With economists recently predicting a growing U.S. economy, this could be the year employers can afford to give pay increases. Will that be enough to keep your best sales people? Is keeping expensive employees the right decision for every business? Is there a better way?
Let’s take John, for example — a SVP of Sales for a mid-size company, he sees the economy is improving but is still concerned about paying his people enough as he has already seen some of his top sellers leave for significant pay increases. In retrospect, he knows he could not have competed while still delivering the profit margins required by the CEO. He knows Jane, Chief Sales Officer for a same-size company, recently outsourced her sales staff. She tells John it is working well and she wished she had executed outsourcing sales sooner. For Jane, outsourcing makes financial sense, is faster, and more focused.
Overall only you know what is best for your company, however as Jane considered the below in her analysis of outsourcing versus an in-house sales team you should too.
A watchful eye on expenses is at the heart of every business. There are two key measures that companies, investors and executives rely on — simply put, money in and money out. The cost of acquiring a new customer includes the cost of a seller: the base salary, healthcare, vacation, sick days, 401(k), and other perks. It’s the norm to pay a seasoned sales executive six-figures. A recently published article reported nearly 70 percent of sales people are currently looking for a job, hence the overhead of getting yet another sales person up to speed is costly. Another 45 percent plan to look for a new job in the next three months. The expense associated with maintaining top performers is not only costly, but a risky endeavor. Ultimately a top seller who is producing has the likelihood of leaving for a better opportunity and conversely a seller who isn’t working out has lost a company critical time and revenue plus training another seller to start over.
Outsourcing is proven. A good resume does not translate to a proven track record. Research shows that a company spends 6 to 12 months to get a new person up to speed. Coupled with a long sales cycle, onboarding a new sales professional can prove to be a recipe for disaster. Unless you have a dedicated sales manager properly monitoring metrics and communication with prospects, at the end of the day a company can miss out on significant revenue. A benefit of an outsourced sales person is they move more quickly. You should see activity right away and results in a fraction of the time of a sales person.
An outsourced sales person is 100 percent focused on only sales. A McKinsey Global Institute Report study notes sales people spend 39 percent of their time on role-specific tasks. Other day-to-day activities sneak in and while important (and sometimes not), they derail productivity in growing the business. Some of these activities include:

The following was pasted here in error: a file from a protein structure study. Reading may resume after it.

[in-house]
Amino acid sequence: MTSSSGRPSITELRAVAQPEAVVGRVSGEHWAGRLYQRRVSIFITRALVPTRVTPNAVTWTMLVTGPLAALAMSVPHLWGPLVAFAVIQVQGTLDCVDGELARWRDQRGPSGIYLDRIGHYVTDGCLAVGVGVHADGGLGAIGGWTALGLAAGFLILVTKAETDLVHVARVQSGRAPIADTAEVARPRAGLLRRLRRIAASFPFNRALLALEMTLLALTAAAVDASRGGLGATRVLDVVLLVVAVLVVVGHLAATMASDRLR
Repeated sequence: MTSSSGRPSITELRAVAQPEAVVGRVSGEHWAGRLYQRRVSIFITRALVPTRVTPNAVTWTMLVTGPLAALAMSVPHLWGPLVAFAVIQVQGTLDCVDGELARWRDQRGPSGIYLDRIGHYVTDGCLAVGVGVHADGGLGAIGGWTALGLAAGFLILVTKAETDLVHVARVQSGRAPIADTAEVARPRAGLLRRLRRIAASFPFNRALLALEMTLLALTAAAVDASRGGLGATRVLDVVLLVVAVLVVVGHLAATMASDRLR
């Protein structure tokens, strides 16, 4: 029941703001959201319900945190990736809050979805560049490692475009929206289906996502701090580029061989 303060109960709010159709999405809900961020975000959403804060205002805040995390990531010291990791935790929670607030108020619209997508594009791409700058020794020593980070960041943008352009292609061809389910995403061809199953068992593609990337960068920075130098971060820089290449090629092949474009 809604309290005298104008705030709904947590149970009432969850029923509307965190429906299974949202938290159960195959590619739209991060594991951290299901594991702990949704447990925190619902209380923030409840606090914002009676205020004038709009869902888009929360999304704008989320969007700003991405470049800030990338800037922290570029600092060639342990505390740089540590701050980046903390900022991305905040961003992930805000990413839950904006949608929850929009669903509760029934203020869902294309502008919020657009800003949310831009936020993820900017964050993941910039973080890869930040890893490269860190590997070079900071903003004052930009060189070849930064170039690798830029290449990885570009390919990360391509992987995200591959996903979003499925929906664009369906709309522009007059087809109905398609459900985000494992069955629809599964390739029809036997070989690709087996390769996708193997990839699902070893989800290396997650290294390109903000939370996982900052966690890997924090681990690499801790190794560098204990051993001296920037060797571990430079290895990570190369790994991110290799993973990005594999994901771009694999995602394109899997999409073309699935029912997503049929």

• Training other sellers
• Monitoring productivity
• Account work — Although important especially if client is upset can take countless hours away from seller!
• Operational work
• Office politics
• The famous water cooler conversations
Some of the above activities also take away from the mindset to sell. For example, a seller is knee-deep with a long-standing client who is upset and wants to take business elsewhere. After the back and forth, the client remains, however the seller is now emotionally drained and not motivated to do business development for the remainder of the day. The outsourced seller simply NEVER has to deal with the above distractions and can consistently stay laser focused on results!
“In the end, all business operations can be reduced to three words: people, product and profits. Unless you’ve got a good team, you can’t do much with the other two.”
— Lee Iacocca
The same holds true for sales. For roughly the same price as bringing a mid-level seller full-time, you can hire an experienced outsourced business developer to expedite and maximize your sales. Keep in mind this doesn’t even take into consideration that a typical seller, as noted above, only spends a fraction of the time actually selling. Plus you still need to train this internal seller! Outsourcing some or all of sales allows the business owner/upper management to focus “on the business” versus “being in the business.” Exactly where everyone needs to be for productivity and continued growth!
In the end, John did consider Jane’s advice in his own company and didn’t fully outsource but cherry picked certain roles to keep in house. He knew he had unbelievable closers, but these sellers did not have the bandwidth to prospect nor set initial meetings. He elected to outsource the prospecting and appointment setting roles and let the closers do what they do best: close. Since implementing this strategy, John has seen an increase in sales with no attrition in his internal sales team as they are focused on what they like and do best.
Letty Gutierrez-Bujak is Founder of The Sales Farm. For over 20 years she has worked in a sales capacity and has developed and closed millions of dollars in new business. www.thesalesfarm.com